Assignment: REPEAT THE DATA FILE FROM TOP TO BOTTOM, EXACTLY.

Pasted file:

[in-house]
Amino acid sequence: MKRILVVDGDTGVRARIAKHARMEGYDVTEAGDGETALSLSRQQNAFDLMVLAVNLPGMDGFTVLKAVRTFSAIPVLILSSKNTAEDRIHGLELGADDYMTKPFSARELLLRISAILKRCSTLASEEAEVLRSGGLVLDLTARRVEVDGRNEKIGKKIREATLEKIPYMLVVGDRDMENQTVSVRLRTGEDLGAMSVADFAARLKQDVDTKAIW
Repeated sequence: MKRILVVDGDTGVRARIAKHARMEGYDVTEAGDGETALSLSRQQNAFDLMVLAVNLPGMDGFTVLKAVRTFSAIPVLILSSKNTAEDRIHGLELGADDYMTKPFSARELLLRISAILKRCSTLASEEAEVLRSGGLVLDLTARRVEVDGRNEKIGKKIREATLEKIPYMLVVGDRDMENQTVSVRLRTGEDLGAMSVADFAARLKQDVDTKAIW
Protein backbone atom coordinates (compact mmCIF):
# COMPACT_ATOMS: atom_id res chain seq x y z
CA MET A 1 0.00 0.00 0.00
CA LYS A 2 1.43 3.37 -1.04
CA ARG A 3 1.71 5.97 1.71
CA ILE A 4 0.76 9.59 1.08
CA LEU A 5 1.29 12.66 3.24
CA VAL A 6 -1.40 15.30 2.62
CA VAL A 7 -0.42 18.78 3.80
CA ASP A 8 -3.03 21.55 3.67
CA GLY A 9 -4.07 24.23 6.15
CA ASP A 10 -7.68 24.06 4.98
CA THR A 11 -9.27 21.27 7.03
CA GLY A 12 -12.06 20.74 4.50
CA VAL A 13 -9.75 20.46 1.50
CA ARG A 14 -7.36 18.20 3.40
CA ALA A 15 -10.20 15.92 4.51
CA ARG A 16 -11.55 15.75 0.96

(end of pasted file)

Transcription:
[in-house]
Amino acid sequence: MKRILVVDGDTGVRARIAKHARMEGYDVTEAGDGETALSLSRQQNAFDLMVLAVNLPGMDGFTVLKAVRTFSAIPVLILSSKNTAEDRIHGLELGADDYMTKPFSARELLLRISAILKRCSTLASEEAEVLRSGGLVLDLTARRVEVDGRNEKIGKKIREATLEKIPYMLVVGDRDMENQTVSVRLRTGEDLGAMSVADFAARLKQDVDTKAIW
Repeated sequence: MKRILVVDGDTGVRARIAKHARMEGYDVTEAGDGETALSLSRQQNAFDLMVLAVNLPGMDGFTVLKAVRTFSAIPVLILSSKNTAEDRIHGLELGADDYMTKPFSARELLLRISAILKRCSTLASEEAEVLRSGGLVLDLTARRVEVDGRNEKIGKKIREATLEKIPYMLVVGDRDMENQTVSVRLRTGEDLGAMSVADFAARLKQDVDTKAIW
Protein backbone atom coordinates (compact mmCIF):
# COMPACT_ATOMS: atom_id res chain seq x y z
CA MET A 1 0.00 0.00 0.00
CA LYS A 2 1.43 3.37 -1.04
CA ARG A 3 1.71 5.97 1.71
CA ILE A 4 0.76 9.59 1.08
CA LEU A 5 1.29 12.66 3.24
CA VAL A 6 -1.40 15.30 2.62
CA VAL A 7 -0.42 18.78 3.80
CA ASP A 8 -3.03 21.55 3.67
CA GLY A 9 -4.07 24.23 6.15
CA ASP A 10 -7.68 24.06 4.98
CA THR A 11 -9.27 21.27 7.03
CA GLY A 12 -12.06 20.74 4.50
CA VAL A 13 -9.75 20.46 1.50
CA ARG A 14 -7.36 18.20 3.40
CA ALA A 15 -10.20 15.92 4.51
CA ARG A 16 -11.55 15.75 0.96